Administrative Policies

UI Operations Manual, II – Community Policies

Iowa Board of Regents Policies

Board Policy Manual

Chapter 2: Operations

Chapter 3: Academic Policies and Procedures

Chapter 4: Regent Institutions

FREQUENTLY ASKED QUESTIONS 

QUESTION 1: What does “off-campus” or “off-site” mean.  If I’m housed in a leased building adjacent to a UIN campus, does this new requirement apply to me? 

Answer:  The intent of this requirement is to provide guidance and protection for participants when they do not have ready access to the on-campus in-person resources they normally do.  If your participants continue to have such access, no plan is needed.    If participants are sufficiently distant from campus that access to these resources is more limited than they would be if they were on campus, then a plan is likely needed. 

QUESTION 2:  What does “research activities” mean?  I don’t do research; my NSF work is considered an “other sponsored activity”

Answer:  This new requirement applies only to research activities.   NSF has defined off-campus or off-site research for the purpose of this requirements as “data/information/samples being collected off-campus or off-site, such as fieldwork or research activities on vessels and aircraft.”   PIs are responsible for determining whether the requirement applies to their project or to certain activities on their project.  If there happens to be a research component on an award that is characterized as an “other sponsored activity”, then the requirement would apply only to that research component.   

 QUESTION 3: I forgot to send a plan to one or more participants before we left; what do I do now? 

Answer:   If the off-site research is still taking place, send the plan now to the participant(s).   If the off-site research is over, send an email to DSP explaining the circumstances.  DSP staff will confer with the PI on appropriate next steps (NSF has not identified what corrective actions should be taken, but most likely it will involve an uninvolved third party checking with the participant to ascertain whether there were any issues that arose while off-campus that made the participant feel unsafe or needed reporting.)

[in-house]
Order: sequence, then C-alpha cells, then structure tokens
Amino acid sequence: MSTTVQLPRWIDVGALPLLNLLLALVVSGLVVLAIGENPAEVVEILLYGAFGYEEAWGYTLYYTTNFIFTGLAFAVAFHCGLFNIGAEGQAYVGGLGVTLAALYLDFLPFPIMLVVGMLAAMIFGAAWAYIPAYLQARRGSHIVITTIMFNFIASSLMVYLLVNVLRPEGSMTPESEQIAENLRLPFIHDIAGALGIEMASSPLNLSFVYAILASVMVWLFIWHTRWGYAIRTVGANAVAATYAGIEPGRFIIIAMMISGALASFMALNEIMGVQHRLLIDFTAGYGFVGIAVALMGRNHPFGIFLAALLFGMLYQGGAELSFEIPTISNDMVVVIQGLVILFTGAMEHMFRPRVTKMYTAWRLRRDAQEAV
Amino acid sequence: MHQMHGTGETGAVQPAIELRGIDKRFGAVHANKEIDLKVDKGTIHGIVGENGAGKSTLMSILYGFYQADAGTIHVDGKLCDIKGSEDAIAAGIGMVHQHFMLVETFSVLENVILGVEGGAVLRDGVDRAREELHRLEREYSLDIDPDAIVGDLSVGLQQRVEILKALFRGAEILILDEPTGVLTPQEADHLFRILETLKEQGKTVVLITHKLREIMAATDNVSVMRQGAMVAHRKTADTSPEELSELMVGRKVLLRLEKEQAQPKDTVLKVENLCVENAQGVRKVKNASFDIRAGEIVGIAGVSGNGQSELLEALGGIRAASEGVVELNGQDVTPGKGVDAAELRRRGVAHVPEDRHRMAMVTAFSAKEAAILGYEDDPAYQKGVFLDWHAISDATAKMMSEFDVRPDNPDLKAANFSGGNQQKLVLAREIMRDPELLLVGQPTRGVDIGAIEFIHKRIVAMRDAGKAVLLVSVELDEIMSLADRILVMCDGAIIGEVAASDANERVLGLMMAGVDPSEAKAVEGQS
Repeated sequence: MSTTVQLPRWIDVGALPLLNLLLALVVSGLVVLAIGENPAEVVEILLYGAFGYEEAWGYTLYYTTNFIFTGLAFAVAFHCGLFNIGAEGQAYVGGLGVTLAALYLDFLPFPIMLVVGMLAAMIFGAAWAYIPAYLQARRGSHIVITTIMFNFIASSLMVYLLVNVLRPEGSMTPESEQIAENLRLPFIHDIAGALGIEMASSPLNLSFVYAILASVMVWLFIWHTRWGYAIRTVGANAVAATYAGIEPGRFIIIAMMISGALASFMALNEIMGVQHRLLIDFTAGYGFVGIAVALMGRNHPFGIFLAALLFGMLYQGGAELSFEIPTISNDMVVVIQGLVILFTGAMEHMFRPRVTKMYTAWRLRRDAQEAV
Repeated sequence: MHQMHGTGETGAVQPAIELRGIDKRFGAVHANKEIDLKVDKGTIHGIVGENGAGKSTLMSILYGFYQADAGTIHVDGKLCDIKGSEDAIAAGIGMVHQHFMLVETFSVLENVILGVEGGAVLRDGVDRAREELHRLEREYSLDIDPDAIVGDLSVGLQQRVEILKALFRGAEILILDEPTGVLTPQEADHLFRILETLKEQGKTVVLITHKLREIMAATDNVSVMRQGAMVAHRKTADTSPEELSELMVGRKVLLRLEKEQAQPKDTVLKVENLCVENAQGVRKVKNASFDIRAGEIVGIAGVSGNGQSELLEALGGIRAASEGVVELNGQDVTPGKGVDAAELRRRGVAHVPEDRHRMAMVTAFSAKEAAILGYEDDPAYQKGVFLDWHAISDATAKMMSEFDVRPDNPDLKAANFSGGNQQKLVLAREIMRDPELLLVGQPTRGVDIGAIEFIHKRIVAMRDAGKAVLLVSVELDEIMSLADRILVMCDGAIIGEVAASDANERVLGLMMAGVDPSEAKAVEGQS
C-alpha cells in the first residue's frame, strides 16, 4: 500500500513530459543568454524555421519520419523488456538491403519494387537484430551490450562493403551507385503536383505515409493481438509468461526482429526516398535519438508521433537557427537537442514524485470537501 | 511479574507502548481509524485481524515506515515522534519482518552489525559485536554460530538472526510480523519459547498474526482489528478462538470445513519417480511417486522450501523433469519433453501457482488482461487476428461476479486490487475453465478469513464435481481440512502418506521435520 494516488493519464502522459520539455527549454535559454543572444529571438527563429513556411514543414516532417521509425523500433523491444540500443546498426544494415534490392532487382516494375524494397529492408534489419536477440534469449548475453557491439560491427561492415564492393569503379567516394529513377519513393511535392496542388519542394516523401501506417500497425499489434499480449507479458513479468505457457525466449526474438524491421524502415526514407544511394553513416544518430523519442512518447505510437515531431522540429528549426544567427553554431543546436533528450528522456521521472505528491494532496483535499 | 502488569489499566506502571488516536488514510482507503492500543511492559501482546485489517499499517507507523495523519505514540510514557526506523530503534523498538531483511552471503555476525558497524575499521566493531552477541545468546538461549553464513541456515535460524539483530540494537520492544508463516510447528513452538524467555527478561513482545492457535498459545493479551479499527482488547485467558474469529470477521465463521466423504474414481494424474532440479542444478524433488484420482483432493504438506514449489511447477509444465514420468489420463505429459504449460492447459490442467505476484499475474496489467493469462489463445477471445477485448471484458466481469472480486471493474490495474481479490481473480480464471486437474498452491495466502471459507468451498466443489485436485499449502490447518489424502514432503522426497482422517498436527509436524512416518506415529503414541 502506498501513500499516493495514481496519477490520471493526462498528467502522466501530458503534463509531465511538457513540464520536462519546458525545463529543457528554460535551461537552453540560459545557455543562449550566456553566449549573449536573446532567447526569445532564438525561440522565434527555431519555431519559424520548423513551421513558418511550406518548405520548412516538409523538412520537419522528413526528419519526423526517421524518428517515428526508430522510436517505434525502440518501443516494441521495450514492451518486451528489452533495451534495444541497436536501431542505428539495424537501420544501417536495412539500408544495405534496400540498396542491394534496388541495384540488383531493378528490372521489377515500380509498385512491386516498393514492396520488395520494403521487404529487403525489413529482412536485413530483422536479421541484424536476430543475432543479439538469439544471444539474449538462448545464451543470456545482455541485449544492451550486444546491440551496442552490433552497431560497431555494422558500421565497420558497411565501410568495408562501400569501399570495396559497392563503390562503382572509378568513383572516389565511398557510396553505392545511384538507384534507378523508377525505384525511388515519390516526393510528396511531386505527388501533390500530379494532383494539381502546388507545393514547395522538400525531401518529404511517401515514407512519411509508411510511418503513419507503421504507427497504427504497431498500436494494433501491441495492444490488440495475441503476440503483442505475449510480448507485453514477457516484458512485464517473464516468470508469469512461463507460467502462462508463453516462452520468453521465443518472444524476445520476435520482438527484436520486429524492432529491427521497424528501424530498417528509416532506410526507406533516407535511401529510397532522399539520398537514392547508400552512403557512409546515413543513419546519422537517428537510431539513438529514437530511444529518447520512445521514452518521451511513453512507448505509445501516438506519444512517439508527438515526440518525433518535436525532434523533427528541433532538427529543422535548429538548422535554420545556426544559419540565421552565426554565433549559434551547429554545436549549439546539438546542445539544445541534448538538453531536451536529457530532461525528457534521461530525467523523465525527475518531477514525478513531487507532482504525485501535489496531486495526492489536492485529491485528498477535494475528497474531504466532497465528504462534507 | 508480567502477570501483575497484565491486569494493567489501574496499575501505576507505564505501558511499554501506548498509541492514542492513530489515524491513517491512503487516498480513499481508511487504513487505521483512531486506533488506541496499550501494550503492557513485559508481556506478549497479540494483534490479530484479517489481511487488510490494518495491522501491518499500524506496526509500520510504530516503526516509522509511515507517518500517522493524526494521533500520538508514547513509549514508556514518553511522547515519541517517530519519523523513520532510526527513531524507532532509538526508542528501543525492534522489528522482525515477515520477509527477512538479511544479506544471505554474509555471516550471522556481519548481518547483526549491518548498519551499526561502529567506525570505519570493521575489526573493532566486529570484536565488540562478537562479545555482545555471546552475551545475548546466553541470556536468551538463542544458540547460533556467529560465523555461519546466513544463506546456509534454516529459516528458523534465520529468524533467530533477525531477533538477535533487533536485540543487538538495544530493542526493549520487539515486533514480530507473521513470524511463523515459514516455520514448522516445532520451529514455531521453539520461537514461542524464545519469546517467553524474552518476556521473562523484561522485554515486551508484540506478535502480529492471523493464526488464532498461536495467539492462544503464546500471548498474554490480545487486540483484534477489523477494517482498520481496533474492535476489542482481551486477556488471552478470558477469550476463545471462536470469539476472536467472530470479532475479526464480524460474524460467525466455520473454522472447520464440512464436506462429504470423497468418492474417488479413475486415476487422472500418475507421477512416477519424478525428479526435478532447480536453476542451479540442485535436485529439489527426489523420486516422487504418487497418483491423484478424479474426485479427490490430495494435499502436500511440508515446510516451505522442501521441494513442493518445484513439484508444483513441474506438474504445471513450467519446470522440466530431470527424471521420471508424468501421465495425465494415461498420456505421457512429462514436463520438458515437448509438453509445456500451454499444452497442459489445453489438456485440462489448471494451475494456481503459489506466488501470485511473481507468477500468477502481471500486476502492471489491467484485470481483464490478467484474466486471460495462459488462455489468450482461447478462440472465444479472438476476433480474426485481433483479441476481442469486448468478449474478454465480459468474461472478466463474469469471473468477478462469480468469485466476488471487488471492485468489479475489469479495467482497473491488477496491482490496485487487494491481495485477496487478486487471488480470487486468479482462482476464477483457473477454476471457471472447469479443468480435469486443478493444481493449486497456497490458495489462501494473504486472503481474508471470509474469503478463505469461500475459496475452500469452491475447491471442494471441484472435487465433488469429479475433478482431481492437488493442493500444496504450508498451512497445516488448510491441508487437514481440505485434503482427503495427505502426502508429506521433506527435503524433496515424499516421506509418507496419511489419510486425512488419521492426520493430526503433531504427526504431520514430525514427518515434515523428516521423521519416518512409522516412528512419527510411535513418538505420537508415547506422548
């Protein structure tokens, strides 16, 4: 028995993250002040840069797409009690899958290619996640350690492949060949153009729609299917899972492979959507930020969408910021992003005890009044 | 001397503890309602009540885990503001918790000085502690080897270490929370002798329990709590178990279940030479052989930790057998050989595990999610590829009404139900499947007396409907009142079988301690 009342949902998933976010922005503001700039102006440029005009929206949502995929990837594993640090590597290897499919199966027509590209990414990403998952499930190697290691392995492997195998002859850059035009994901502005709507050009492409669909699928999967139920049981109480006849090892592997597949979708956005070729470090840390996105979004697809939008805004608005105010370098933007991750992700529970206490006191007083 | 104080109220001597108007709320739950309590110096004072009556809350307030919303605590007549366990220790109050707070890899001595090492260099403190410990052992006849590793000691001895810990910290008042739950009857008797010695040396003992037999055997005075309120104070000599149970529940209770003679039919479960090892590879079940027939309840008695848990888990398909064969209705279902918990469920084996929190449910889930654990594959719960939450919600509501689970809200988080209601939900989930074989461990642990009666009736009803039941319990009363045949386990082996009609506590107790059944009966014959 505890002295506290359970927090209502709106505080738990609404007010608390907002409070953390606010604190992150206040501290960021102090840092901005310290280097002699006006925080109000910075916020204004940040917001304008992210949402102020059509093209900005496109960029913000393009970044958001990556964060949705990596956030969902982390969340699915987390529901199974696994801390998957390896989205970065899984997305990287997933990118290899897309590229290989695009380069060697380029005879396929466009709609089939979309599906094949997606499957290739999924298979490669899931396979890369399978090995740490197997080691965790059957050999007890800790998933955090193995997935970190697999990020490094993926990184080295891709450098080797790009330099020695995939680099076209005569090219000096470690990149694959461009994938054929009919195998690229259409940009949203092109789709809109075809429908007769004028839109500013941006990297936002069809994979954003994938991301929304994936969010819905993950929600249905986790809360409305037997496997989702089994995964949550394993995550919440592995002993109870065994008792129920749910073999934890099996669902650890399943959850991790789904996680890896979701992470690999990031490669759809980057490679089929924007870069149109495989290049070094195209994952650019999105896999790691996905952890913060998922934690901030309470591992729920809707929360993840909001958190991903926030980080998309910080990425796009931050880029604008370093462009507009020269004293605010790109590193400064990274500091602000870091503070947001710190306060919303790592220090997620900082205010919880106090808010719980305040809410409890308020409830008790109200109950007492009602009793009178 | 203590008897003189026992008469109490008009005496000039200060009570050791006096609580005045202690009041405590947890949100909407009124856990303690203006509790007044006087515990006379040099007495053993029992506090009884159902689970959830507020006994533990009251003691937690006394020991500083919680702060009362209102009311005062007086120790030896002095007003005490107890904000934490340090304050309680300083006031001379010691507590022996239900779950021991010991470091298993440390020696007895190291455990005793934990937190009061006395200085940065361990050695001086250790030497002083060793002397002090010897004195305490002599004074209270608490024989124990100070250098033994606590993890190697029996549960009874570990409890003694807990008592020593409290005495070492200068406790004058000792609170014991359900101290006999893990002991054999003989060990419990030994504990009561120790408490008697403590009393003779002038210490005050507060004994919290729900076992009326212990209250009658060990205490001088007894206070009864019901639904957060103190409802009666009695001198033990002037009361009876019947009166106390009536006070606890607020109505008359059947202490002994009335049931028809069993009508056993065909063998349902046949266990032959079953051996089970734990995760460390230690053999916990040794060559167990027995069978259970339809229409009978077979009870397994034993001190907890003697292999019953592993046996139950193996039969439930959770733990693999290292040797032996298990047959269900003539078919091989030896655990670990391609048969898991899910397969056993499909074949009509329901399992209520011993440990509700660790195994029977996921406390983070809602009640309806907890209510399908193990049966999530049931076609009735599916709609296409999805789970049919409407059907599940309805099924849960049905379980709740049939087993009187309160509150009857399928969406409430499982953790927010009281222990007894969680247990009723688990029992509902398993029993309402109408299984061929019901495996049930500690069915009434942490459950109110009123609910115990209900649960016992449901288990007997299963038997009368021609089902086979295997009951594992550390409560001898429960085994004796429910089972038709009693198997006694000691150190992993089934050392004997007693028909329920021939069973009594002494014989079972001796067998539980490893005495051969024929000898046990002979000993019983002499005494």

QUESTION 4: Who counts as a “Participant”?  Does this include subrecipient personnel?  Other faculty working at the off-campus location with the PI?

Answer: It includes all UI participants.   For subrecipient personnel, their own institution should have issued a plan for the off-site activity (PIs should verify with the PI of the subrecipient organization that this has occurred.)  UI’s plan may be shared and adapted for use by the subrecipient.  Typically, a UI PI will only assume responsibility for UI participants but there may be cases where guests or participants from other entities may need to use UI’s plan.   This is allowed, but places a special administrative burden on the UI PI as these participants will not already be familiar with UI policies or practices,  and special coordination across entities may be needed.    It is a good idea to confer with DSP well in advance of the off-site research should this be applicable so that special arrangements can be created. 

QUESTION 5:   Is it possible to name a backup point of contact listed on the form?